Many of these weaknesses or “gaps” have been addressed by the new legislation enacted over the past two years; but now the challenge is to make this new legislation work.
In this respect, a lot of information and awareness-raising is still needed at local level (particularly in the small and medium-sized municipalities). Also, massive training and capacity development actions will be required for the local authorities (elected representatives, managers and staff) to cope with some of their new responsibilities, particularly in fields related to the modernisation of management approaches and tools (strategic planning, multi-annual budgeting, service performance and quality, efficient management of public funds, etc.)
Another important challenge is the need to further democratise the decision-making processes in local administration, broadening access to information and participation (both for elected members of the Councils, as well as for the citizens and their organisations). This should be supplemented by measures and advancements in the field of accountability (of Mayors and executive bodies towards elected Councils; of Mayors, executive and elected Councils towards the citizens). Decisive actions and progress in these fields are critical for ensuring that local authorities perform their tasks and duties at the service of the citizens, and to prevent corruption and misuse of public funds.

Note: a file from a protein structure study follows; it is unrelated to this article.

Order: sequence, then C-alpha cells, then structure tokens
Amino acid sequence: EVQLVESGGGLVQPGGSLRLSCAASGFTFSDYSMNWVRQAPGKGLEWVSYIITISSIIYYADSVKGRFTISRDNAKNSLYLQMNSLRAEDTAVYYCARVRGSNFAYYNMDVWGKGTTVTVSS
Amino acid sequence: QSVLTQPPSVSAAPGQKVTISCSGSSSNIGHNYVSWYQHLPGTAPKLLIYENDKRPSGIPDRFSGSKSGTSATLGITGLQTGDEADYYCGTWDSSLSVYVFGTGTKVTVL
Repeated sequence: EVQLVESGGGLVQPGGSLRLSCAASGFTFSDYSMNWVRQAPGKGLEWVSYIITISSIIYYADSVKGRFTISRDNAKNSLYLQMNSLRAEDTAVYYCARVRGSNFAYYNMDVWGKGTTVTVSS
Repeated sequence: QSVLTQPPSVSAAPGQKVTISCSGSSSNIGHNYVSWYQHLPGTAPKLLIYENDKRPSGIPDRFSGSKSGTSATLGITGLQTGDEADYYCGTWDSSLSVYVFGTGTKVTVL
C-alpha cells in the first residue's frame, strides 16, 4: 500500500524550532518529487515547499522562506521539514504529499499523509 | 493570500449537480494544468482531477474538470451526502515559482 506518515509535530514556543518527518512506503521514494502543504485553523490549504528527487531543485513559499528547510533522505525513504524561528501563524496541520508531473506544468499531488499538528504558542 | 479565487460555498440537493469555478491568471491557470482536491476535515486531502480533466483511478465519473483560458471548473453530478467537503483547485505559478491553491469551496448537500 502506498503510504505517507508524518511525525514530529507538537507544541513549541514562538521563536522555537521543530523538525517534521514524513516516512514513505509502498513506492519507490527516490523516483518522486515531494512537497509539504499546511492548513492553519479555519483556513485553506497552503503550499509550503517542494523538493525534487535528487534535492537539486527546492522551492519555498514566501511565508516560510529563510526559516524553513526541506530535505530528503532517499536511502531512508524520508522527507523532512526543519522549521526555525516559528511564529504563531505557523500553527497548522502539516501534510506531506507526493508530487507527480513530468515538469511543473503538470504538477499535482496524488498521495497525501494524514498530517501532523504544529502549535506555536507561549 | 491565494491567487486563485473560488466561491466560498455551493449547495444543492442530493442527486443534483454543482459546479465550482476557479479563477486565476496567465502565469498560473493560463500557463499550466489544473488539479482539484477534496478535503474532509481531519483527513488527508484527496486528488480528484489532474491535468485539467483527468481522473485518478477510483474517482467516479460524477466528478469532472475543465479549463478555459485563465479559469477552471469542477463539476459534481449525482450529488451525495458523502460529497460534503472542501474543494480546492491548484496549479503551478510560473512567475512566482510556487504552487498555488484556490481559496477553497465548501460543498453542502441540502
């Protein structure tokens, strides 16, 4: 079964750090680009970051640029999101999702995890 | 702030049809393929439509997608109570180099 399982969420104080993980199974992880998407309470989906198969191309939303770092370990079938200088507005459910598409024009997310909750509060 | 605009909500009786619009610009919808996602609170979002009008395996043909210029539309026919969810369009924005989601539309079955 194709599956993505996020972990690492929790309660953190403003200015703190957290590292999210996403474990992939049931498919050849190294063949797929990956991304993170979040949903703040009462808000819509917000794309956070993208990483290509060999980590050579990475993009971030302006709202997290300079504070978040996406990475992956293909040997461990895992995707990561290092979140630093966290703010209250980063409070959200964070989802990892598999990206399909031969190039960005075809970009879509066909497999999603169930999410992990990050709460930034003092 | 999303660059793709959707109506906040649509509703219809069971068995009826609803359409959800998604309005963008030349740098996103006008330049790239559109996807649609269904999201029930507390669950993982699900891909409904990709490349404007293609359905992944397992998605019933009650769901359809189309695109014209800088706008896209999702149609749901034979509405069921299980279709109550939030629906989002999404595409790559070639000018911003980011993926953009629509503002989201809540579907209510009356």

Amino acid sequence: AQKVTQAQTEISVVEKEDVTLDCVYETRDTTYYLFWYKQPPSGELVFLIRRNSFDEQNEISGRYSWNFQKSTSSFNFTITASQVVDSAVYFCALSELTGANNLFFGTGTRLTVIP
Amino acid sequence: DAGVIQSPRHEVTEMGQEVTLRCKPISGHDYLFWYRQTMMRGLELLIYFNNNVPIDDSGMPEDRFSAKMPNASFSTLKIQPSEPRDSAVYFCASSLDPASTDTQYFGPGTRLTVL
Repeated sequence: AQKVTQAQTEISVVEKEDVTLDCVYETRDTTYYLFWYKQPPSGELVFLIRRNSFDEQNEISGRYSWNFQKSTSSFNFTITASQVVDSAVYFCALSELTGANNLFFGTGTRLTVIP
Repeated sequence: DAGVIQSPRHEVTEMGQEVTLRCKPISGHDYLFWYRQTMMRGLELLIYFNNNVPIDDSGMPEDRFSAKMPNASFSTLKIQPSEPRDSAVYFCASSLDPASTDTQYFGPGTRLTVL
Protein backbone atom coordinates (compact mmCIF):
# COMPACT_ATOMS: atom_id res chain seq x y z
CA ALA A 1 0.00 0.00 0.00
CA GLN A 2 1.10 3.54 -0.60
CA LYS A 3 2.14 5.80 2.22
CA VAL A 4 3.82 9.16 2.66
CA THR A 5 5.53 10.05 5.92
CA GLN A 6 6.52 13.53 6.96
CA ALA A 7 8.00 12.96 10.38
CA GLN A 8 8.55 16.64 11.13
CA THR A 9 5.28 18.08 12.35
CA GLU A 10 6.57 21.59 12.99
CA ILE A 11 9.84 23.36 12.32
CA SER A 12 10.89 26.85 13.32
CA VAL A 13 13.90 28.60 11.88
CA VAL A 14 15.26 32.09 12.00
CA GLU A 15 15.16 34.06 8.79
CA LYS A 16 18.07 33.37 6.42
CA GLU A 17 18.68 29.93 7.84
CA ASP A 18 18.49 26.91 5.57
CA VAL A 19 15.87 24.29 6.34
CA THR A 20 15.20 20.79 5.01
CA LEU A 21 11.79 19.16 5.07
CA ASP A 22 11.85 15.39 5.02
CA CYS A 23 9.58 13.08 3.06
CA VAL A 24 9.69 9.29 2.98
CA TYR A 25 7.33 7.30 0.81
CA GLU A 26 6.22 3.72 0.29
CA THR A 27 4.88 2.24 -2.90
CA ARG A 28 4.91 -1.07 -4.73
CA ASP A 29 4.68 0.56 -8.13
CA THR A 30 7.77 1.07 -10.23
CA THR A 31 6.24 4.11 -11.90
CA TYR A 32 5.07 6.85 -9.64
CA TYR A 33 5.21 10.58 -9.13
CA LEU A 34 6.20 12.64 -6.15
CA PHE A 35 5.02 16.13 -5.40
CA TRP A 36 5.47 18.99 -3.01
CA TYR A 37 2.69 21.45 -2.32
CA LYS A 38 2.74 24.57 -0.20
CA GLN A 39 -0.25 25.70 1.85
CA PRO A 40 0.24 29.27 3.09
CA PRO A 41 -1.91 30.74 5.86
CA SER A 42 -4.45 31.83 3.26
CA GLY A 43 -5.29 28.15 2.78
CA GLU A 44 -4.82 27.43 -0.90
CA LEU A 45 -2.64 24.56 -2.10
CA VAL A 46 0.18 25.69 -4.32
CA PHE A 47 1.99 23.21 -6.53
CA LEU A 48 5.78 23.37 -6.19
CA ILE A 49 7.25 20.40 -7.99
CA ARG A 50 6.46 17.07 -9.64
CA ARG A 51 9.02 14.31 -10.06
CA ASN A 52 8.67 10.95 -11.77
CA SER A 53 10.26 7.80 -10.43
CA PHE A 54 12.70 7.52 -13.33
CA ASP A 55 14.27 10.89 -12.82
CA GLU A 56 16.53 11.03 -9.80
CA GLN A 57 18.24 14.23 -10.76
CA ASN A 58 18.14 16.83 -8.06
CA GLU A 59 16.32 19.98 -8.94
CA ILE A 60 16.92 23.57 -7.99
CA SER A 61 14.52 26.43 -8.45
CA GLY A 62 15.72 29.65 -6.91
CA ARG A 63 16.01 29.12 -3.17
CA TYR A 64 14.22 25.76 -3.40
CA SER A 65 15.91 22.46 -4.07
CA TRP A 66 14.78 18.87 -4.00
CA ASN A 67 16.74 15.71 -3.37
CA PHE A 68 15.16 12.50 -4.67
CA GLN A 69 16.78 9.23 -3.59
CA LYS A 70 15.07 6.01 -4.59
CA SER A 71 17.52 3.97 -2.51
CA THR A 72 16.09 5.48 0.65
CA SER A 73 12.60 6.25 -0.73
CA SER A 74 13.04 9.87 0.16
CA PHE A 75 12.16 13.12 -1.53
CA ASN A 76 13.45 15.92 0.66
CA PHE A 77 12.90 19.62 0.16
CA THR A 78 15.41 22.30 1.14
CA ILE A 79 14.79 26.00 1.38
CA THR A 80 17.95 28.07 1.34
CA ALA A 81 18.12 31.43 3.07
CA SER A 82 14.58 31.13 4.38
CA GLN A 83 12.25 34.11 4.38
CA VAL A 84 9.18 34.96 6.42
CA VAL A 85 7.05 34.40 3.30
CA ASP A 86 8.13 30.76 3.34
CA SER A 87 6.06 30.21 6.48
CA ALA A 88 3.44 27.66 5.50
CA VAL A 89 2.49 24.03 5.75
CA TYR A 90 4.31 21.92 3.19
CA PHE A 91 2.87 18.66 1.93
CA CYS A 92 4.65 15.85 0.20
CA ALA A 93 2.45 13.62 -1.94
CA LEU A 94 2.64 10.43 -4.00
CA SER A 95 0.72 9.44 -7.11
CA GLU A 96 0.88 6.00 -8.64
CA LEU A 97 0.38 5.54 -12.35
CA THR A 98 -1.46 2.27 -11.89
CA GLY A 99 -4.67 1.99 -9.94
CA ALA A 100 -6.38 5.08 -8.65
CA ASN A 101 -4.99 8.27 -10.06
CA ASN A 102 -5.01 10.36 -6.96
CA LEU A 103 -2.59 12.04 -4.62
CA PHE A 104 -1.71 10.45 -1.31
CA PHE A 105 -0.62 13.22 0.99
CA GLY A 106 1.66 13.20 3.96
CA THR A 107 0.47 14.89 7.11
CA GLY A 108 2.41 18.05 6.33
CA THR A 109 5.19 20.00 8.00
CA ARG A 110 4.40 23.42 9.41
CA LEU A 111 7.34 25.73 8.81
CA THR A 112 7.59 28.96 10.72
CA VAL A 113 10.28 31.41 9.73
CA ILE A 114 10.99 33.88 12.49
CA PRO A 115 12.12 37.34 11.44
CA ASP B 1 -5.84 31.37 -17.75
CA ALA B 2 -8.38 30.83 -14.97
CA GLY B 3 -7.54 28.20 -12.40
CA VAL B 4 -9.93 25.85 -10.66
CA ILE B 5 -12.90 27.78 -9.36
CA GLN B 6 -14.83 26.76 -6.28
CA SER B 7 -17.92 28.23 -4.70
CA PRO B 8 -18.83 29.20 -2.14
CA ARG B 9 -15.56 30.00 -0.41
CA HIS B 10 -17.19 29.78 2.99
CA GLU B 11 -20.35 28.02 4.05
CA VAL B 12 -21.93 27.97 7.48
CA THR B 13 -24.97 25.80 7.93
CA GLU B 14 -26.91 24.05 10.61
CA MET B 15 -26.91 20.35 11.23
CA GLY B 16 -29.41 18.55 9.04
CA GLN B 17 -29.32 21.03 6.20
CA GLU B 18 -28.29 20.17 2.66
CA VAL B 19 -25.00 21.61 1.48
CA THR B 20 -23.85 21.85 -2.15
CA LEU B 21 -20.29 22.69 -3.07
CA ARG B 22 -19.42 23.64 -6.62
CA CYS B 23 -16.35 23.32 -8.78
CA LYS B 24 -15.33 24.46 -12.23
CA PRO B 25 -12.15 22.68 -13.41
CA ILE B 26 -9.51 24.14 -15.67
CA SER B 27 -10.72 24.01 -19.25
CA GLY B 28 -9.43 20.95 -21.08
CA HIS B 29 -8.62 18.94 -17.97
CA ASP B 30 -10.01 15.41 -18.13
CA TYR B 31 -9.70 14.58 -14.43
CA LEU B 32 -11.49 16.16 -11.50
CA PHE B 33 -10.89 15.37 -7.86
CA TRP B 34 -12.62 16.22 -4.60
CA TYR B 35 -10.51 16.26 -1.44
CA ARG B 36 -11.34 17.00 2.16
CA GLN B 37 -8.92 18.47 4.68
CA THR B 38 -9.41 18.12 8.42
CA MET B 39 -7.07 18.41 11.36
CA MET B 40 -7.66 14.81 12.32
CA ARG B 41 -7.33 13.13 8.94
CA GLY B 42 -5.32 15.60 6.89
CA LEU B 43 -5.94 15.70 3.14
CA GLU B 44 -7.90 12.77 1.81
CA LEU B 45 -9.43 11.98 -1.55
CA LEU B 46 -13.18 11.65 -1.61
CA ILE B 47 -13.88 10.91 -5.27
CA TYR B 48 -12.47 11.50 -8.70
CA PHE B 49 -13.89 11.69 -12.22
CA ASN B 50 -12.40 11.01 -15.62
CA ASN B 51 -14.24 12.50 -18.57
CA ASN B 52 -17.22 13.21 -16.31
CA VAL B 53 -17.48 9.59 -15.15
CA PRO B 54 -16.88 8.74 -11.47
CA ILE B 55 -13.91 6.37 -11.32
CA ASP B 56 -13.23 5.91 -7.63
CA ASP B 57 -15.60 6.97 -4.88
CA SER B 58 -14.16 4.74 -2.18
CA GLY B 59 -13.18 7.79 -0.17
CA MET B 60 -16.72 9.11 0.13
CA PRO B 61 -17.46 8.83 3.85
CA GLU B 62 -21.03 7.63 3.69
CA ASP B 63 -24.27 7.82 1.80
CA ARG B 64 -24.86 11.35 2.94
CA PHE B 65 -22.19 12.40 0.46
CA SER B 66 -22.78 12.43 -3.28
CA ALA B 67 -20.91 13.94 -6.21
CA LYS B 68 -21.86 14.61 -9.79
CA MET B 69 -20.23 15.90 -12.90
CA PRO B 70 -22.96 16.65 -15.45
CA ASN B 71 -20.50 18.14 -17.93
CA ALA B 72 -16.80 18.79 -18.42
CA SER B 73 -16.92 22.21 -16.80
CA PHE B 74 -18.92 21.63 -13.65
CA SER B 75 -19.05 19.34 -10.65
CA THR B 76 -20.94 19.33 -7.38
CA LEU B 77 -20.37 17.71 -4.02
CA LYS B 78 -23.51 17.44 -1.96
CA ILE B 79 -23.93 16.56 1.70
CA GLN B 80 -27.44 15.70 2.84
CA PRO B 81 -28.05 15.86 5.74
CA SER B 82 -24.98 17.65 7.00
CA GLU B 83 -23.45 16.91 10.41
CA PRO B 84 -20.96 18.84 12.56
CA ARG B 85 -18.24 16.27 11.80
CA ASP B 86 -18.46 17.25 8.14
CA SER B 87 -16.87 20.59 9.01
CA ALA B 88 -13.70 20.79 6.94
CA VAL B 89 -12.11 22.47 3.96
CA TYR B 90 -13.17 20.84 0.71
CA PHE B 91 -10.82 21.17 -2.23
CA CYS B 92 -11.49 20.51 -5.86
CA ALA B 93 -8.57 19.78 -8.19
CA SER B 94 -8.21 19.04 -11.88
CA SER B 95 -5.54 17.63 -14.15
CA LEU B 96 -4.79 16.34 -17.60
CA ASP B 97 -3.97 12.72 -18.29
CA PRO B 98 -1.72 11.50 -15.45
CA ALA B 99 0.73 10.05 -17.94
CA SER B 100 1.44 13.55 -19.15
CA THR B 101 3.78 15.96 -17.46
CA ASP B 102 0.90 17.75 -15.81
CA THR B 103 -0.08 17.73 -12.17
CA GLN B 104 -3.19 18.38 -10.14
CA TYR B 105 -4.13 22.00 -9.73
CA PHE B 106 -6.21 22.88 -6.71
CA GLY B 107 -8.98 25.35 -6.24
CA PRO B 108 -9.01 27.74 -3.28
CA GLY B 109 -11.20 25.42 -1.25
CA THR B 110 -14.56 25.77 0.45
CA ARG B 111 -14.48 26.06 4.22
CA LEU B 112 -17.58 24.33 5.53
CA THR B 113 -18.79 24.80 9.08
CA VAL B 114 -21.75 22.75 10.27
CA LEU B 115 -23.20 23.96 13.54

NH. This programme was originally supposed to contribute to the elaboration of new legislation on Local Administration in Turkey. However, much of such legislation was already enacted before the start of the project. What was the impact of the new legislation on Local Administration on the programme? Does the programme still have a focus or specific objectives in this field? Are there any other legislation needed in this area in Turkey to which elaboration the project may be contributing?
At this stage, support to the drafting of legislation is not one of the top priority objectives of the programme, which has turned its focus towards removing obstacles and supporting progress in the implementation of the new legislation.